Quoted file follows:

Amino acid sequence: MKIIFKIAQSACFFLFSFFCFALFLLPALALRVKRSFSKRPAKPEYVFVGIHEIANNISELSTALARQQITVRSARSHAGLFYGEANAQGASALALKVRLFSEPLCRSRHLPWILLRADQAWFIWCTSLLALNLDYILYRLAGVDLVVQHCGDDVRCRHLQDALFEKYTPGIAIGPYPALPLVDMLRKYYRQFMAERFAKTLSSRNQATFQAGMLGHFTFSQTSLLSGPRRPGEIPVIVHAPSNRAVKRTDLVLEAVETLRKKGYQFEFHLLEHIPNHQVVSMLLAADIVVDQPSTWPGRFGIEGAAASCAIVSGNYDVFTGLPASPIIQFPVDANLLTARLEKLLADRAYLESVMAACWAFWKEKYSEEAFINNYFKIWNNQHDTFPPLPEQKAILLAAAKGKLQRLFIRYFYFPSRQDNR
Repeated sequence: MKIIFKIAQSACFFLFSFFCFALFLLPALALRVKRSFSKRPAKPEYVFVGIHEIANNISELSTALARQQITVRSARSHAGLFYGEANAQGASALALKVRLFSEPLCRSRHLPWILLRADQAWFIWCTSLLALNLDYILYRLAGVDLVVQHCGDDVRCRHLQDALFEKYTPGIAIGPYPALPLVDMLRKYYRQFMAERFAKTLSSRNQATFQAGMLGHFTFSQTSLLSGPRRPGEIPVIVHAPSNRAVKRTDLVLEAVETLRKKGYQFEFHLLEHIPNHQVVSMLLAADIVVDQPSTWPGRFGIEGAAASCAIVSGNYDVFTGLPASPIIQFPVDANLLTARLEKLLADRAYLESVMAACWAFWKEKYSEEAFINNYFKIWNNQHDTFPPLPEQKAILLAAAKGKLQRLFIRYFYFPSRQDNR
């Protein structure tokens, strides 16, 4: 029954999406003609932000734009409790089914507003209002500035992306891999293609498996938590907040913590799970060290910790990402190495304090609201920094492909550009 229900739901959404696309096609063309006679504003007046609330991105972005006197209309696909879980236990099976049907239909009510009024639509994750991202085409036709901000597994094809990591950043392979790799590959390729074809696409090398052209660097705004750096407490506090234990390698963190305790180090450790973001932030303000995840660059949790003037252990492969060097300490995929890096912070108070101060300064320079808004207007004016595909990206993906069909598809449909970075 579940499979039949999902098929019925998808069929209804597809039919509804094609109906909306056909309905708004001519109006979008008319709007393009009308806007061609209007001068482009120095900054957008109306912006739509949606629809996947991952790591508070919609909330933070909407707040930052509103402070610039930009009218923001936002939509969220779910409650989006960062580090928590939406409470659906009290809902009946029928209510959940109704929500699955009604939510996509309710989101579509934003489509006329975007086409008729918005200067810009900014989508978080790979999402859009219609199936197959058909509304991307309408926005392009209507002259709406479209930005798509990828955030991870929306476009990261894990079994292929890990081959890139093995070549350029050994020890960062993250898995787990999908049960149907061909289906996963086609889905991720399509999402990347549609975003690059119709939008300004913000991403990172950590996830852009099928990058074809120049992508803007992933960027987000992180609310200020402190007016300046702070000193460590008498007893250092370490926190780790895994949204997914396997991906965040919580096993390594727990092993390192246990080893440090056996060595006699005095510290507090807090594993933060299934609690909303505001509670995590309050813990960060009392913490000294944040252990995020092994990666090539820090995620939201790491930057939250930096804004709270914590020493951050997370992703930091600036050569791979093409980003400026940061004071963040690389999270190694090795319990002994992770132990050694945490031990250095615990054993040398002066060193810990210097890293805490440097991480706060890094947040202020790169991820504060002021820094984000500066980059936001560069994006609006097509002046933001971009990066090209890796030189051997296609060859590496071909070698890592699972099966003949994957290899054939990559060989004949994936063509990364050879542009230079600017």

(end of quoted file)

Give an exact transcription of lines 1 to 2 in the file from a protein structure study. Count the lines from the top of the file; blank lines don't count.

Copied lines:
Amino acid sequence: MKIIFKIAQSACFFLFSFFCFALFLLPALALRVKRSFSKRPAKPEYVFVGIHEIANNISELSTALARQQITVRSARSHAGLFYGEANAQGASALALKVRLFSEPLCRSRHLPWILLRADQAWFIWCTSLLALNLDYILYRLAGVDLVVQHCGDDVRCRHLQDALFEKYTPGIAIGPYPALPLVDMLRKYYRQFMAERFAKTLSSRNQATFQAGMLGHFTFSQTSLLSGPRRPGEIPVIVHAPSNRAVKRTDLVLEAVETLRKKGYQFEFHLLEHIPNHQVVSMLLAADIVVDQPSTWPGRFGIEGAAASCAIVSGNYDVFTGLPASPIIQFPVDANLLTARLEKLLADRAYLESVMAACWAFWKEKYSEEAFINNYFKIWNNQHDTFPPLPEQKAILLAAAKGKLQRLFIRYFYFPSRQDNR
Repeated sequence: MKIIFKIAQSACFFLFSFFCFALFLLPALALRVKRSFSKRPAKPEYVFVGIHEIANNISELSTALARQQITVRSARSHAGLFYGEANAQGASALALKVRLFSEPLCRSRHLPWILLRADQAWFIWCTSLLALNLDYILYRLAGVDLVVQHCGDDVRCRHLQDALFEKYTPGIAIGPYPALPLVDMLRKYYRQFMAERFAKTLSSRNQATFQAGMLGHFTFSQTSLLSGPRRPGEIPVIVHAPSNRAVKRTDLVLEAVETLRKKGYQFEFHLLEHIPNHQVVSMLLAADIVVDQPSTWPGRFGIEGAAASCAIVSGNYDVFTGLPASPIIQFPVDANLLTARLEKLLADRAYLESVMAACWAFWKEKYSEEAFINNYFKIWNNQHDTFPPLPEQKAILLAAAKGKLQRLFIRYFYFPSRQDNR